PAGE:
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The Consumer Goods (Projectile Toys) Safety Standard 2020 sets out the mandatory requirements for projectile toys to reduce the risk of choking, eye injuries and flesh wounds during play.

The mandatory standard applies to projectile toys that are:

  • Designed or clearly intended for use in play by children under the age of 14, and
  • Capable of launching a projectile

Design and construction
A projectile toy must comply with the relevant sections in one of the following four standards:

  1. Australian/New Zealand Standard AS/NZS 8124.1:2019 - Safety of Toys - Part 1: Safety Aspects Related to Mechanical and Physical Properties
  2. European Standard EN 71-1:2014+A1:2018 Safety of Toys - Part 1: Mechanical and Physical Properties
  3. International Standard ISO 8124.1:2018 Safety of Toys - Part 1: Safety Aspects Related to Mechanical and Physical Properties
  4. American Society for Testing and Materials Standard ASTM F963-17 Standard Consumer Safety Application for Toy Safety

Warning requirements

If a projectile toy can launch a projectile more than 300 millimeters in distance, the packaging and instructions accompanying the projectile toy must include a statement to the following effect:

WARNING: Do not aim at eyes or face

For More Information About This Story:
Contact: Vivian Chan (Technical Consultant)
Phone: (852) 3185 8052
Email: vivian.chan@qima.com

Australian New Safety Standard for Aquatic Toy

On June 26, 2020, the Australian Competition and Consumer Commission (ACCC) announced an updated mandatory safety standard for aquatic toys. It is designed to protect children when they are using inflatable aquatic toys in and around water. Starting June 13, 2022, suppliers must meet the requirements of the Consumer Goods (Aquatic Toys) Safety Standard 2020.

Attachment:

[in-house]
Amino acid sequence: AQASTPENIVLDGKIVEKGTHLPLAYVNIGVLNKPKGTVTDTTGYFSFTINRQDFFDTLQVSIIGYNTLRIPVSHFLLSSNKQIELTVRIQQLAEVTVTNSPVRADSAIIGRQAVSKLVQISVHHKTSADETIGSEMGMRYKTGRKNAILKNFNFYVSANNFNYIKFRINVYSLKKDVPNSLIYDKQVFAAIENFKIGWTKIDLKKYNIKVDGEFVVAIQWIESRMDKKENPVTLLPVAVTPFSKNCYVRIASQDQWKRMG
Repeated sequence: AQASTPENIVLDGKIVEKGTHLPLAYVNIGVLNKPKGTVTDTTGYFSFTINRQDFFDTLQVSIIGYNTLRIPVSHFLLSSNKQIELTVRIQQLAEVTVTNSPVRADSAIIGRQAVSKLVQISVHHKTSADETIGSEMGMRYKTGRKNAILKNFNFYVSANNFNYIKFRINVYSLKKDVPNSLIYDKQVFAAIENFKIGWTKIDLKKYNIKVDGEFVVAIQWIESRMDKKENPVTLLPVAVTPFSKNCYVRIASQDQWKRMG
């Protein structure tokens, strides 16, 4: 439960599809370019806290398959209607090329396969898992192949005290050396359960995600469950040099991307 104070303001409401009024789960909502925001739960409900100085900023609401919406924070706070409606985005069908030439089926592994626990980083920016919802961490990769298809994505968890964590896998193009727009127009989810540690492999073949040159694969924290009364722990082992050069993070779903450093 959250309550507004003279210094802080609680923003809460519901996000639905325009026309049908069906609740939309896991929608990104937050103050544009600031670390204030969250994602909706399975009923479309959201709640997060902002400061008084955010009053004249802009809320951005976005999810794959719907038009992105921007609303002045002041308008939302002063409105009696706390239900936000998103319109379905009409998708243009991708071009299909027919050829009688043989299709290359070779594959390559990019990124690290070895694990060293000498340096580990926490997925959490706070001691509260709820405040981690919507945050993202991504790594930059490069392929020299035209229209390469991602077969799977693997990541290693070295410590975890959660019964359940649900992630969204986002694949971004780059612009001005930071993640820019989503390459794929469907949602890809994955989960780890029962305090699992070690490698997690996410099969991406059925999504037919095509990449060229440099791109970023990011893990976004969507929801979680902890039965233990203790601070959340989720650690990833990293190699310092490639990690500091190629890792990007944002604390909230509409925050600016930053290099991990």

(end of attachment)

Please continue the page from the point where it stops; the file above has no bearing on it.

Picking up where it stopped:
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The Consumer Goods (Aquatic Toys) Safety Standard 2020 sets mandatory requirements to maintain consumer protections related to aquatic toys.

The mandatory standard applies to aquatic toys that are designed:

  • To bear the mass of a child under the age of 14, and
  • For use in play in shallow water by a child

The standard still applies whether or not it is inflatable and whether or not it is designed to be worn or otherwise attached to the body.

Aquatic toys can include but are not limited to:

  • Inflatable novelty shapes
  • Inflatable toy boats for shallow water
  • Unattached rings – complete or partial

Design and construction
Inflatable aquatic toys must meet the prescribed design and construction requirements set out in the mandatory standards below:

  1. Australian/New Zealand Standard AS/NZS 8124.1:2019 - Safety of Toys - Part 1: Safety Aspects Related to Mechanical and Physical Properties
  2. International Standard ISO 8124.1:2018 Safety of Toys - Part 1: Safety Aspects Related to Mechanical and Physical Properties

Warning requirements

Aquatic toys must carry a warning in accordance with the mandatory standard.
The words of the warning must be:

  • Written in English
  • Clearly legible
  • Clearly visible
  • Indelible

Advertising copy or graphics shall not state or imply that a child will be safe if left unsupervised with an aquatic toy.

For More Information About This Story:
Contact: Vivian Chan (Technical Consultant)
Phone: (852) 3185 8052
Email: vivian.chan@qima.com

ASIA NEWS

Korea Revises Food Contact Requirements

In May, the Korea Ministry of Food and Drug Safety (MFDS) issued Notice No. 2020-43 announcing a revision for the ‘Standards and Specifications for Food Utensils, Containers and Packaging’.

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The key amendments to the Standards and Specifications for Food Utensils, Containers and Packaging are summarized below:

  • Updated manufacturing and processing standards and specifications
  • Clarified recycled synthetic resins are only allowed to be used in manufacturing materials and articles that do not come into direct contact with food. It is assumed that these recycled materials are free of harmful substances.
  • Introduced a new total volatile organic matter requirement with a limit of 0.5 % for rubber nipples for young children

The new rules came into force on May 29, 2020.

For More Information About This Story:
Contact: Andy Choi (Senior Manager)
Phone: (852) 3185 8045
Email: andy.choi@qima.com